In closing, Head Office takes no responsibility for the dreadful travel arrangements and have today commissioned a full review into the events. Applications for Chairman of this Review Committee should apply enclosing a CV in a sealed envelope marked for the attention of the Cover Up Committee Chairman. No canvassing allowed and Liam Horan cannont apply.
Prophetic? Almost. Headline in last weeks Mayo Advertiser
“From Mayo to London, via Toronto
MAYO ADVERTISER, MAY 27, 2011.”
Right, now it’s all perfectly clear. I think I will have one of those bottles of O’Hara’s that ontheroad recommended …
I know mentally Mayo are Fragile but there is a serious lack of ability as well at player and management level. Dark days and years ahead.
I have known about these travel arrangements since the weeekend, and ridiculous as they are they dont excuse the performance. Needless to say the “Wanderly Wagon” trip did not apply for the county board. They flew on a direct flight from Knock on friday and returned on monday having had a good old piss-up compliments of their London hosts, all in the name of P.R and fund collecting. What really bugs me is that local media ( Edwin included ) Mid West, Connacht Telegraph, The Western, Mayo News etc are not jumping up and down about this. Do these C.B sleeveens wield such power that local media fear not being invited and given passes for any such future junkets. Heads should roll for this.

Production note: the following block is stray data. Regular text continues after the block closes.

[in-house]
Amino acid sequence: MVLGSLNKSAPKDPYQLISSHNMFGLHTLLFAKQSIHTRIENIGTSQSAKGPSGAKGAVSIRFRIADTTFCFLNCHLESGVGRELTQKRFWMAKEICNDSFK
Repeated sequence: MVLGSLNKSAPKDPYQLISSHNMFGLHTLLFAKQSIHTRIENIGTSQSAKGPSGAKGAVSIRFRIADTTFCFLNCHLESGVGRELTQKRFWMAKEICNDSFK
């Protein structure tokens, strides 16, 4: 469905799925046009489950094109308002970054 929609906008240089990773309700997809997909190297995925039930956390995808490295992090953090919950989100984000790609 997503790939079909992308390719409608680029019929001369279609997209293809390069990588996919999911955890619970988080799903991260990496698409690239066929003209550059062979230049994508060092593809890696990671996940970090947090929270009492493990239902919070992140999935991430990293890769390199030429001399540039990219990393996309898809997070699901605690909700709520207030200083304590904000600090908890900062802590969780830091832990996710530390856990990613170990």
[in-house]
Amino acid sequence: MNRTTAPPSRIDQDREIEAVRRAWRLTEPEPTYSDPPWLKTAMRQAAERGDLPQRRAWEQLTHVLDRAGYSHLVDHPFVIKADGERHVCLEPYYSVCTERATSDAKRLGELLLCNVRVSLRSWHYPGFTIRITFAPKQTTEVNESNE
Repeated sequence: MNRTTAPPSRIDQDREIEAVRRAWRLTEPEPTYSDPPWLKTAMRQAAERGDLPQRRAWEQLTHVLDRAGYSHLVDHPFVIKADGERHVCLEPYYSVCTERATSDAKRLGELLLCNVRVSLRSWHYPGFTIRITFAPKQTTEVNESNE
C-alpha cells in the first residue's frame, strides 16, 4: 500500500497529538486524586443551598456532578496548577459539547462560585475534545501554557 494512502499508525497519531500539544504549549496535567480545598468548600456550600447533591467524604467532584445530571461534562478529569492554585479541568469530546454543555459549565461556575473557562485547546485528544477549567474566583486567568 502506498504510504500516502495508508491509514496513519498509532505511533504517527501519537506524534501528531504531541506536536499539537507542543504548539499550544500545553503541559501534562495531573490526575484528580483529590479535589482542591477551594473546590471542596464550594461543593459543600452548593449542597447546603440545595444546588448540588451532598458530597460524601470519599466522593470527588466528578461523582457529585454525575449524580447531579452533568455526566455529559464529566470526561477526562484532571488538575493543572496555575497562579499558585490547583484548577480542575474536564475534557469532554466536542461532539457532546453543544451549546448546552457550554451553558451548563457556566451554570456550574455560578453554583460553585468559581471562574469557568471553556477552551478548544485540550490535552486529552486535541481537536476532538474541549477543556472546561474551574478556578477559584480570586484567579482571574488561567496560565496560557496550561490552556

The one thing I will say about the flights situation, and it probably won’t be appreciated on here at the bandwagon is already in full swing, is that there was most likely a responsibility placed on the board to get the players back to the west on Sunday night due to work commitments etc. This might not have been applicable to the fans, journos and board members.